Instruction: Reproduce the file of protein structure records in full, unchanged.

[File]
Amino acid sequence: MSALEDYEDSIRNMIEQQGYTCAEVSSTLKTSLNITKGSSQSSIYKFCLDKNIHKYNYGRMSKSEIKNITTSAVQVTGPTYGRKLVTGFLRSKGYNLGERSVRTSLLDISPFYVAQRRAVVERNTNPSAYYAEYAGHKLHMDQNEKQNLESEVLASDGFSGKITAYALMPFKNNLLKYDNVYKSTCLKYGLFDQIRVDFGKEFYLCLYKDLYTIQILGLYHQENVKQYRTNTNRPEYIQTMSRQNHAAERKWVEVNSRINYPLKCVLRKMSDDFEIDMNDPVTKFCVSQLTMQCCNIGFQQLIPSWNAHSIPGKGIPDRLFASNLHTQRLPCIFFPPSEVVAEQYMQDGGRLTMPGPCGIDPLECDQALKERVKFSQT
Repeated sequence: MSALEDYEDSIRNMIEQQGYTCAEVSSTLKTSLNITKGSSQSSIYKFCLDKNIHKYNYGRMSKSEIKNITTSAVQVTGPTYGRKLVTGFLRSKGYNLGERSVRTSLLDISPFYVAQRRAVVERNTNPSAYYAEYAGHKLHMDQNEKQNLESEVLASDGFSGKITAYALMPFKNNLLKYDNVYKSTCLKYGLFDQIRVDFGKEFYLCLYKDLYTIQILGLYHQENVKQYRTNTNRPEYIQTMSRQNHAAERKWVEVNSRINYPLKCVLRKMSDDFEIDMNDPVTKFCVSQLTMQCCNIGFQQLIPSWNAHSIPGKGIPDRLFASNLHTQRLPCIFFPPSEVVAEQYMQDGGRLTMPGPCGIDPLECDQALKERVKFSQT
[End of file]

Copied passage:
Amino acid sequence: MSALEDYEDSIRNMIEQQGYTCAEVSSTLKTSLNITKGSSQSSIYKFCLDKNIHKYNYGRMSKSEIKNITTSAVQVTGPTYGRKLVTGFLRSKGYNLGERSVRTSLLDISPFYVAQRRAVVERNTNPSAYYAEYAGHKLHMDQNEKQNLESEVLASDGFSGKITAYALMPFKNNLLKYDNVYKSTCLKYGLFDQIRVDFGKEFYLCLYKDLYTIQILGLYHQENVKQYRTNTNRPEYIQTMSRQNHAAERKWVEVNSRINYPLKCVLRKMSDDFEIDMNDPVTKFCVSQLTMQCCNIGFQQLIPSWNAHSIPGKGIPDRLFASNLHTQRLPCIFFPPSEVVAEQYMQDGGRLTMPGPCGIDPLECDQALKERVKFSQT
Repeated sequence: MSALEDYEDSIRNMIEQQGYTCAEVSSTLKTSLNITKGSSQSSIYKFCLDKNIHKYNYGRMSKSEIKNITTSAVQVTGPTYGRKLVTGFLRSKGYNLGERSVRTSLLDISPFYVAQRRAVVERNTNPSAYYAEYAGHKLHMDQNEKQNLESEVLASDGFSGKITAYALMPFKNNLLKYDNVYKSTCLKYGLFDQIRVDFGKEFYLCLYKDLYTIQILGLYHQENVKQYRTNTNRPEYIQTMSRQNHAAERKWVEVNSRINYPLKCVLRKMSDDFEIDMNDPVTKFCVSQLTMQCCNIGFQQLIPSWNAHSIPGKGIPDRLFASNLHTQRLPCIFFPPSEVVAEQYMQDGGRLTMPGPCGIDPLECDQALKERVKFSQT